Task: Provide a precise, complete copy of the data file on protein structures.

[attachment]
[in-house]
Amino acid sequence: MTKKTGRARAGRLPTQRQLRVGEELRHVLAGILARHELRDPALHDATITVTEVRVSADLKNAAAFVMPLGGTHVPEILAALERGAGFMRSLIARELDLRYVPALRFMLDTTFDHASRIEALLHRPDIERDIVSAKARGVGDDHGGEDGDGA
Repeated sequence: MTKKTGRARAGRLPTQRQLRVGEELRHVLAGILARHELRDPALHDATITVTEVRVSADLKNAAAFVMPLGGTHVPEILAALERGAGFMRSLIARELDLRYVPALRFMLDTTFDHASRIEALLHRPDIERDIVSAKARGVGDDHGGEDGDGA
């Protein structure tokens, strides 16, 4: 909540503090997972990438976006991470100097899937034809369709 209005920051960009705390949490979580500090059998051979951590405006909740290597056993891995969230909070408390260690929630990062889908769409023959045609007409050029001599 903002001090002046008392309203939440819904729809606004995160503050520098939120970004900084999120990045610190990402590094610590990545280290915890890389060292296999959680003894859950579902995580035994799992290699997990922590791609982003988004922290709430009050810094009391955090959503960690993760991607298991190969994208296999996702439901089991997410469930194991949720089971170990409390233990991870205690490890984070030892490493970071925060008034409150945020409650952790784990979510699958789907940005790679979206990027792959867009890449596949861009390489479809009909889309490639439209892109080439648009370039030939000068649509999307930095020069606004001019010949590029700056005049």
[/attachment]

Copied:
[in-house]
Amino acid sequence: MTKKTGRARAGRLPTQRQLRVGEELRHVLAGILARHELRDPALHDATITVTEVRVSADLKNAAAFVMPLGGTHVPEILAALERGAGFMRSLIARELDLRYVPALRFMLDTTFDHASRIEALLHRPDIERDIVSAKARGVGDDHGGEDGDGA
Repeated sequence: MTKKTGRARAGRLPTQRQLRVGEELRHVLAGILARHELRDPALHDATITVTEVRVSADLKNAAAFVMPLGGTHVPEILAALERGAGFMRSLIARELDLRYVPALRFMLDTTFDHASRIEALLHRPDIERDIVSAKARGVGDDHGGEDGDGA
């Protein structure tokens, strides 16, 4: 909540503090997972990438976006991470100097899937034809369709 209005920051960009705390949490979580500090059998051979951590405006909740290597056993891995969230909070408390260690929630990062889908769409023959045609007409050029001599 903002001090002046008392309203939440819904729809606004995160503050520098939120970004900084999120990045610190990402590094610590990545280290915890890389060292296999959680003894859950579902995580035994799992290699997990922590791609982003988004922290709430009050810094009391955090959503960690993760991607298991190969994208296999996702439901089991997410469930194991949720089971170990409390233990991870205690490890984070030892490493970071925060008034409150945020409650952790784990979510699958789907940005790679979206990027792959867009890449596949861009390489479809009909889309490639439209892109080439648009370039030939000068649509999307930095020069606004001019010949590029700056005049």